last page and read back to before the thought ever came
up; back to the child with the big eyes who can’t tell the
difference between the cloud and his own head.

No one knew exactly how … [p.38]

No one knew exactly how the custom of throwing teeth on
the roof got started. But the roof of the old house had
become a graveyard, with teeth lodged in between the tiles.
The woman who lived in the house was named Christmas,
because she had been born on Christmas Day. She never
got married, and when she died she was buried dressed in
white.

She died on Christmas Day. And tho she was the oldest
woman in town, she still had all her teeth.”


“I don’t ever want to die …”
[p.39]

“I don’t ever want to die, for fear of losing my breath,” said
the little girl to her mother.

“Such talk from such a little girl!” her mother exclaimed.
“You’ve got a whole life ahead of you.”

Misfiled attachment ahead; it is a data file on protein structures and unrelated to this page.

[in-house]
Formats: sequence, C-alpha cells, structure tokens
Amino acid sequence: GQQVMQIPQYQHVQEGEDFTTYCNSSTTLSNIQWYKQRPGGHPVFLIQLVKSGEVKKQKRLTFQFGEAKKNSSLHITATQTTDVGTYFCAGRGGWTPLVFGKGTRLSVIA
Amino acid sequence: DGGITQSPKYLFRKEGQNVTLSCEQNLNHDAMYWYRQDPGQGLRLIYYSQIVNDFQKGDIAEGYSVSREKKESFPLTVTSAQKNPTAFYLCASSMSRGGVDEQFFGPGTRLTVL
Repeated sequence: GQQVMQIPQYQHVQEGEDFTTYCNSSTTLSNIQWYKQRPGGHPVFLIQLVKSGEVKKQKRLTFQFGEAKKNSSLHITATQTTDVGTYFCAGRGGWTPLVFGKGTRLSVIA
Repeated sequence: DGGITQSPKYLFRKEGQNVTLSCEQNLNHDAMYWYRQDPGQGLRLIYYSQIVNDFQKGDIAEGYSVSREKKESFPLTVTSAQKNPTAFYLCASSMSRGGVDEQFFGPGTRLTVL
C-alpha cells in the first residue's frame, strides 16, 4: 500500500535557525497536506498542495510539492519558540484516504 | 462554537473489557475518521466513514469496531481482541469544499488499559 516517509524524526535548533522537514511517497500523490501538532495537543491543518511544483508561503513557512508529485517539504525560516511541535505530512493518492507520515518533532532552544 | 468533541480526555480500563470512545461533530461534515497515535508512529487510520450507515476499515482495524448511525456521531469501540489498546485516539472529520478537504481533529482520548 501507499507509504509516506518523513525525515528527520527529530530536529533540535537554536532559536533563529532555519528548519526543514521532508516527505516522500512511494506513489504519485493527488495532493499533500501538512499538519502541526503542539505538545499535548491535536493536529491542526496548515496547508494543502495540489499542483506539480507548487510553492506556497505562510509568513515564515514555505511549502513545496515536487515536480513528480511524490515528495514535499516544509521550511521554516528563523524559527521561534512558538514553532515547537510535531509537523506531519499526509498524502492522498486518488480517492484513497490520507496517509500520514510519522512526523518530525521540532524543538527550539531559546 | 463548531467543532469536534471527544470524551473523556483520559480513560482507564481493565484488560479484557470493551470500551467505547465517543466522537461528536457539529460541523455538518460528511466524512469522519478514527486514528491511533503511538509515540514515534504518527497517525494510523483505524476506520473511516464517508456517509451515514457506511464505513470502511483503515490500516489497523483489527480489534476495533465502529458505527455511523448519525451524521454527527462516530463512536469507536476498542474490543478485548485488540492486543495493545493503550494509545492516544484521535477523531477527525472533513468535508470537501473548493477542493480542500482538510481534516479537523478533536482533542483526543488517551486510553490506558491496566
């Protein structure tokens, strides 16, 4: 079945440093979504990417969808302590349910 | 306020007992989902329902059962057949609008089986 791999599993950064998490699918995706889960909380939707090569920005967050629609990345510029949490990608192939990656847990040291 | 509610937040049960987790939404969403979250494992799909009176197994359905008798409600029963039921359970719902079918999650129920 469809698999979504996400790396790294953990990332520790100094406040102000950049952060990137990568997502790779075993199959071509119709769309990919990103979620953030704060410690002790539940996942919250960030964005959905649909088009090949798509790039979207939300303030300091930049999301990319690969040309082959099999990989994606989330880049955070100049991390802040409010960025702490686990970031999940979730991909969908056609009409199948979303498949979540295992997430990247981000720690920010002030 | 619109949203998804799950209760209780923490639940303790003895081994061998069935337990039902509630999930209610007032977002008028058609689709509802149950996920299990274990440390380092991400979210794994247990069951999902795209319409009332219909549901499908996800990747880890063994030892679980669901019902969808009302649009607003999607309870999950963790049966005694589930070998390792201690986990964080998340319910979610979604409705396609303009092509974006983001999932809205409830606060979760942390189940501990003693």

The little girl is now an old woman, and still she says
“I don’t ever want to die, for fear of losing my breath.”


I want to ask my mother for a sign …
[p.40]

I want to ask my mother for a sign that I may know if after
death she can recall my name her name the names of her
mother & father relatives and friends; if she can see hear
taste smell speak listen look about and describe the
landscape the sky (if any) the sun the moon the stars the
food the water the wind the trees the birds & any animals
there abouts; I want to ask her to let me know if after
death words still sound if sounds still mean & songs still
sing & hands hold hands the way children do when they
walk thru the woods and listen as if everything could
speak.

I want to ask for an unmistakable sign. But it’s awkward.


If I were powerful
[p.41]

If I were powerful
The way I feel
The human caricature
Would be demolished

But I’m not—

We’re safe
Because god
Isnt one of us